I hate being told no as much as anyone, and sometimes I’ve chosen to play it safe and haven’t bothered asking for something. But I’ve realized I regret not asking more than I lament being told no, and some good stories have come from the times I’ve been brave enough to ask. One of these times was ten years ago–this week!–when my boyfriend David and I were on vacation in Paris. It was Easter weekend. David and I had been dating about a year and half.
Breakfast the next morning consisted of a baguette each for David and me. This was the thinnest, daintiest baguette I’ve ever seen in my life, and it had about an inch’s worth of perfectly softened salted butter spread along the inside. It was easily the simplest meal we had that entire trip, and anything I write ten years later couldn’t do justice to the beauty and comfort of that perfectly fresh crusty bread and butter with piping hot café au lait for me and hot chocolate for David. The non-English-speaking waitress was also a delight. We spent our time with her shrugging and chuckling at our mutual incomprehension, even as we still managed to understand each other on a level that we knew counted for something. Encouraged by such a breakfast, and “armed” with my ATM card, the receipt from the previous evening’s transaction, and my passport, we were ready to face the bank.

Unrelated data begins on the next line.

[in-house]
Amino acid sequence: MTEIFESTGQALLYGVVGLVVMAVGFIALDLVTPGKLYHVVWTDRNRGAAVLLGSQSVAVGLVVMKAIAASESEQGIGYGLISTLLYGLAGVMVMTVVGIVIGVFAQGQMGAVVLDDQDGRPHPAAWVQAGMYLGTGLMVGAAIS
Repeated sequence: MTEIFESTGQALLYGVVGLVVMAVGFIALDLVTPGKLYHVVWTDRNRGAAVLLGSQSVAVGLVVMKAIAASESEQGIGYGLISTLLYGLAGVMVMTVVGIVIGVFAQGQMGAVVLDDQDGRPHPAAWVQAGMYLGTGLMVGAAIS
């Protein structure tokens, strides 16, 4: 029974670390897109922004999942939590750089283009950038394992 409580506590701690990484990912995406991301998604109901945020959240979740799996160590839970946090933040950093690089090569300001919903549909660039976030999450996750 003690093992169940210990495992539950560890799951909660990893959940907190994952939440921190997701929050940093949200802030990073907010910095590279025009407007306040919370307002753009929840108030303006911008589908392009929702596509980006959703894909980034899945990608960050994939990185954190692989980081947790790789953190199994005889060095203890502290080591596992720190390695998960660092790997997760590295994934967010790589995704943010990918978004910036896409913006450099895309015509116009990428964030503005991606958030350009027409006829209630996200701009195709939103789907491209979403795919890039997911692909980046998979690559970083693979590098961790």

“Parlez-vous anglais?” we asked.
“No,” they answered.
I knew only a little bit of French, and the situation wasn’t super easy to explain. But once English was ruled out, we knew that our only hope for communication lay in my multi-lingual abilities. My German in college was decent so I tried that. No dice. And I’d studied Portuguese in grad school.
“Pas de portugais.”
I should say that this entire time and despite our linguistic limitations, the folks at the bank seemed genuinely interested in helping. In my anxiety, I looked at David and said something to him in English that included a Spanish word or two, probably Dios mío.
Then I hear, “Espagnol? Oui. Un peu.”
So what’s French for “Duh!” No, it had not occurred to me to ask about Spanish. But there it was, one male employee who spoke very limited Spanish.
I explained what had happened to him as slowly and carefully as I could, and watched as he translated for his colleagues. A female colleague then got up and left the room with a large key ring. The keys to the vault? Do banks still have vaults? Anyway, I assumed she was in charge. While she was away, the rest of the employees kept talking amongst themselves in French. After enough time had passed, I grew nervous and said to David something along the lines of, “Either she can’t get the vault to open, or this is the part where they confiscate my passport, cut up my ATM card, and have us arrested for trying to rob the bank, you know, go all Interpol/Bourne Identity on our asses.”
A few minutes later, the woman with the keys reemerged. She was looking at a newly-printed receipt she had in one hand. In her other hand? My 100 Euros! Honestly, for all the misgivings we’d had, it all seemed rather easy once it was over. Something in their system probably confirmed the truth of my story. We’d been so nervous, yet all we’d had to do was ask. To celebrate, I went out and bought this hat which I’ve never worn since.
|Pont Neuf with new Parisian hat.